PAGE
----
Read our interactive story: The Deadly Mines of Indonesia
By Olivia Broome on November 18, 2016
It was a hot and humid July day in Sambutan, Indonesia. Junaidi, his brother Ramadhani and their neighbour Miftahul were running and shouting as they raced each other down dirt paths of the spiraling mining pit. Each child was trying to be the first to reach the enticing turquoise pool of water at the bottom of the mine. They arrived at the water’s edge and jumped in to cool off, splashing each other and swimming out into the middle of the expansive body of water.
Hours passed by as the children played in the abandoned pit. As evening fell, their mother waited for their return in time for dinner. With no sign of them, she anxiously alerted her neighbours and the authorities. Early next morning the children’s bodies were found, floating in the blue depths of the abandoned pool.
Stories like these are all too common in the region of East Kalimantan. Since 2011, 26 children’s deaths have been reported around Samarinda where most of the mining pits are concentrated. Their ages range from 3 to 17 years old.
For a city with a population of 727,500 and a vast rural population spread, these deaths have shocked the region. What’s more, other child fatalities could have gone unregistered.
Abandoned mining pits in Indonesia are a huge threat for local communities. There are no protective barriers to stop children playing near the toxic polluted water so the risk is high that many of them will end up drowning if they try and swim.
Parents who have lost children to these ‘death traps’ usually only receive a token compensatory sum of money for their grievances. While some families have started petitions to try and close these disused pits, their outcries usually reach deaf ears.
When 10 year old Muhammad Raihan Saputra drowned in a mining pit 200 metres from his home on 22 December 2014, his mother started a petition on change.org which gathered over 10,000 signatures. She gave the petition to the Indonesian Ministry of Environment and Forestry and has spoken to ministers and national institutions but so far the government hasn’t taken action. The petition has since been restarted in light of more recent fatalities.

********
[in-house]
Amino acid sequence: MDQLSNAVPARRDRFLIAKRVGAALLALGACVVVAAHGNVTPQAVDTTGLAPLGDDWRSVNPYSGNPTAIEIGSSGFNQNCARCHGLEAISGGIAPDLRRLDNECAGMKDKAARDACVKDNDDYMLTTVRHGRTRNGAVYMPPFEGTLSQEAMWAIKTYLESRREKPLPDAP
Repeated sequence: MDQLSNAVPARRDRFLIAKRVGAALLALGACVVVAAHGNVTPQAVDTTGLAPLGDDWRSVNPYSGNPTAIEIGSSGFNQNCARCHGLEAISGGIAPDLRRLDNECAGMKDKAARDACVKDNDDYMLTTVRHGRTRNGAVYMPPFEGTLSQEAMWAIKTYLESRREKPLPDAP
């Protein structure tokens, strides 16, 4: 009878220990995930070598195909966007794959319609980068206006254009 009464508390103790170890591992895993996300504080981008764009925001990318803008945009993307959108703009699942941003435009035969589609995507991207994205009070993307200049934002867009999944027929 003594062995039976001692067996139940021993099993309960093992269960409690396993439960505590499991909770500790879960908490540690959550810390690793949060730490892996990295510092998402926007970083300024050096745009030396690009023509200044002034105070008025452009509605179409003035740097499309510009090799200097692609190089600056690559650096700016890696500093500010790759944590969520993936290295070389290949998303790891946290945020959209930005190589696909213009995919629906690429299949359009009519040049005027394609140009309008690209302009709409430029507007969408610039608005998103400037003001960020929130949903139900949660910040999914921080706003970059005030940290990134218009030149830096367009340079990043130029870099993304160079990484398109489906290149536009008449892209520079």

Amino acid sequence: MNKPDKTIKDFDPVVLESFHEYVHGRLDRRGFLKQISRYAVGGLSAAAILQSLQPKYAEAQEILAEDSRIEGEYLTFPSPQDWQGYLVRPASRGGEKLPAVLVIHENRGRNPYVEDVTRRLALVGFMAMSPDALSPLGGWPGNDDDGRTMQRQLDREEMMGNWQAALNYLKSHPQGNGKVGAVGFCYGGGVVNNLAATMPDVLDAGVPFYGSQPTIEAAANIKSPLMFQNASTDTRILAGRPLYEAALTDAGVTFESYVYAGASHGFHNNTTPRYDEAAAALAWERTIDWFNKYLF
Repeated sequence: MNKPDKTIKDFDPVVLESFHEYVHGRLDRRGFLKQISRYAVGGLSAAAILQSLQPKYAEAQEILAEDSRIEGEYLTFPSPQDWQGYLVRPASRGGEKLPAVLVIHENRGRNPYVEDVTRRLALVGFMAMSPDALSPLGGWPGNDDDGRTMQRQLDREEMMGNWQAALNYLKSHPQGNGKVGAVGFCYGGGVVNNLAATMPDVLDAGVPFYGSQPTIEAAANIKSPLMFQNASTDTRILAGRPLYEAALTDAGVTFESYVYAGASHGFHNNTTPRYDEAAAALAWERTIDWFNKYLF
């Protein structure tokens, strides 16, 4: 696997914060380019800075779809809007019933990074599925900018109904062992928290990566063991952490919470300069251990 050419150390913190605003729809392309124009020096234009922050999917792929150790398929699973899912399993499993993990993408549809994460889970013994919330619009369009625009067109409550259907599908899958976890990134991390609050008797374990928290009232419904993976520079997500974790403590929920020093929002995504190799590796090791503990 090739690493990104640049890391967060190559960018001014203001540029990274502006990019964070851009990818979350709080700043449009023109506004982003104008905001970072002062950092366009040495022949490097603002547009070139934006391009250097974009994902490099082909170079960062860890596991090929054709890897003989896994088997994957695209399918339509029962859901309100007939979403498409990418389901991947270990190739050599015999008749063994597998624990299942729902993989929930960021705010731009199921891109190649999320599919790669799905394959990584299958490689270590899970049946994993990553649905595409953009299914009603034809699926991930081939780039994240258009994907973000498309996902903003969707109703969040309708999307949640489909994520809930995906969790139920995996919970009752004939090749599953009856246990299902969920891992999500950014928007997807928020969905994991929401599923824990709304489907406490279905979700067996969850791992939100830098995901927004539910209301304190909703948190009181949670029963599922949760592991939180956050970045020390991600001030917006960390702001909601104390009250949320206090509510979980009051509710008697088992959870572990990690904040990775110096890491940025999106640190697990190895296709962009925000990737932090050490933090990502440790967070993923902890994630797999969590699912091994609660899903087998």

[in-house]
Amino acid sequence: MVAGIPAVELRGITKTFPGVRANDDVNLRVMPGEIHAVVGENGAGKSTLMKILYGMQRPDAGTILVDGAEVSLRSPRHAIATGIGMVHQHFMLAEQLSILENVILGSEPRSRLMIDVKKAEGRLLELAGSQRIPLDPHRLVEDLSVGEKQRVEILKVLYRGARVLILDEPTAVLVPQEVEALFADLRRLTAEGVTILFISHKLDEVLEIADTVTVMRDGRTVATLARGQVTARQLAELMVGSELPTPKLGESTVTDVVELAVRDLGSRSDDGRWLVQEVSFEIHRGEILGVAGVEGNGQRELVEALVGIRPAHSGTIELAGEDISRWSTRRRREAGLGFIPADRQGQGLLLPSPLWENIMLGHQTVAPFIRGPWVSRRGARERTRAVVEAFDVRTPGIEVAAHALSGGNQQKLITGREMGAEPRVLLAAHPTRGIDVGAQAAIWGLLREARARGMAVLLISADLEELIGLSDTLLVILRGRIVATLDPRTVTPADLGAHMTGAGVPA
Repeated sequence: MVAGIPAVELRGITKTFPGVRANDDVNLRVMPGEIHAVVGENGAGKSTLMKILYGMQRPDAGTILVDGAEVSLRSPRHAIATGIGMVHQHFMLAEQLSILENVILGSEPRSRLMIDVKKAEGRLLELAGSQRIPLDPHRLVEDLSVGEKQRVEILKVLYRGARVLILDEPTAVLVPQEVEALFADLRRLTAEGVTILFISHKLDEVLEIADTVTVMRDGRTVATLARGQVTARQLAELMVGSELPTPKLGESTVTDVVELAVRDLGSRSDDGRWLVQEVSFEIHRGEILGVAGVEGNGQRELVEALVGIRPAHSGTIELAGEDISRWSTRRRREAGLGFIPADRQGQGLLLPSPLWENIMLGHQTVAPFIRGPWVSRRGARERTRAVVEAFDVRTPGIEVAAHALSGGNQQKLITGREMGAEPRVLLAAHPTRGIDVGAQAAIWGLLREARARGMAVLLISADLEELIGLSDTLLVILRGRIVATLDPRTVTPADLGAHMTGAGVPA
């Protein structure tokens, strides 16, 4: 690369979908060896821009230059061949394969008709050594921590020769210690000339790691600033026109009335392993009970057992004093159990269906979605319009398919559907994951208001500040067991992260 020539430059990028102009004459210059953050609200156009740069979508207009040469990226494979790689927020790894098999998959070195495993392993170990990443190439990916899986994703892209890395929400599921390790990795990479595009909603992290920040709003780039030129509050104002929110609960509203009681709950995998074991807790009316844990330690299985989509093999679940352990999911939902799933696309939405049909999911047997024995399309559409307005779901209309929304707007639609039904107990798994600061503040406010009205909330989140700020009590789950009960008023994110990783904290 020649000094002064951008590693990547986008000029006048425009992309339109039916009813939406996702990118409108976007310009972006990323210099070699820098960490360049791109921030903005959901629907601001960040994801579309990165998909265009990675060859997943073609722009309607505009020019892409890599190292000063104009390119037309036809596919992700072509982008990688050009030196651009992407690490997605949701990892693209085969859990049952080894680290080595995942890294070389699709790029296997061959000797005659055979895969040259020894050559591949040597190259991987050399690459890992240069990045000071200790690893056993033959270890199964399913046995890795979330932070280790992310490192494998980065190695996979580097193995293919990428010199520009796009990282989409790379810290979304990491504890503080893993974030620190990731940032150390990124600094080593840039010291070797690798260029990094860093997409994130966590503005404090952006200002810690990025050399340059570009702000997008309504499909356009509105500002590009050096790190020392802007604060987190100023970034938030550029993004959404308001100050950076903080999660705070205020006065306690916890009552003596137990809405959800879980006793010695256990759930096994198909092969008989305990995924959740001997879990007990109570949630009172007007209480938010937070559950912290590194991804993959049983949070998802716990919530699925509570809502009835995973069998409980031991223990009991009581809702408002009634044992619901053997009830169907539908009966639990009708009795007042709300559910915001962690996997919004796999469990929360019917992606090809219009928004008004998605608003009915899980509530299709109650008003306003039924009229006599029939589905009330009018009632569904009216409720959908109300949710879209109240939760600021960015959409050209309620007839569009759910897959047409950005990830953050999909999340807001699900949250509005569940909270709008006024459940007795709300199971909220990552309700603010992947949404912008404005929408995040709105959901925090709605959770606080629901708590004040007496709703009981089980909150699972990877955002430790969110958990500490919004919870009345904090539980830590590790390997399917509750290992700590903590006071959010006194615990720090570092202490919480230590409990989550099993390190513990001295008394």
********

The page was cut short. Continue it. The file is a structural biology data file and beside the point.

What is civil society doing about the situation?
The greatest struggle for these local communities is the lack of knowledge about how to use their rights to stand against mining activities appearing in their neighbourhoods. Once the mining companies have done their work and left a gaping hole in the landscape, communities don’t know how to reach out to the government and appeal for these pits to be officially closed and restored.
Civil society organisations play an incremental role in helping communities appeal against these deadly incidents in East Kalimantan. Many have appealed to President Joko Widodo, elected in 2014, who promised to rectify Indonesia’s poor environmental record. The President, known as Jokowi, was in East Kalimantan on 23 March 2016 when the bodies of two teenagers were found. He then ordered the Mineral Resource and Environmental Ministries to control and check all mining operations – especially small sites which don’t prioritise safety.
Publish What You Pay (PWYP) Indonesia recently conducted a study entitled “The Mining Permits Reform after the Enactment of Local Government Act and One Stop Service Policy” looking at five provinces: Aceh, South Sumatra, West Kalimantan, East Kalimantan and Central Sulawesi.
“This study aims to assess the extent to which mineral and coal mining permits reforms are based on two regulatory changes: the Local Government Act and One Stop Services Policy,” explained Wiko Saputra, the Economic Policy Researcher at PWYP Indonesia. “This study not only focuses on a national level, but also take primary data from 5 provinces to get the whole picture of policy reform by involving local researchers.”
Missing data involving mining permits and extractive activities is a recurring theme mentioned by local authorities and officials in Indonesia. During the mining boom, basic data surrounding thousands of mining licenses was either inaccurate or lost…
The PWYP blog section showcases the diverse views and experiences of PWYP members and partners around the world. All views and statements in this blog section represent those of the authors, and do not necessarily reflect those of Publish What You Pay.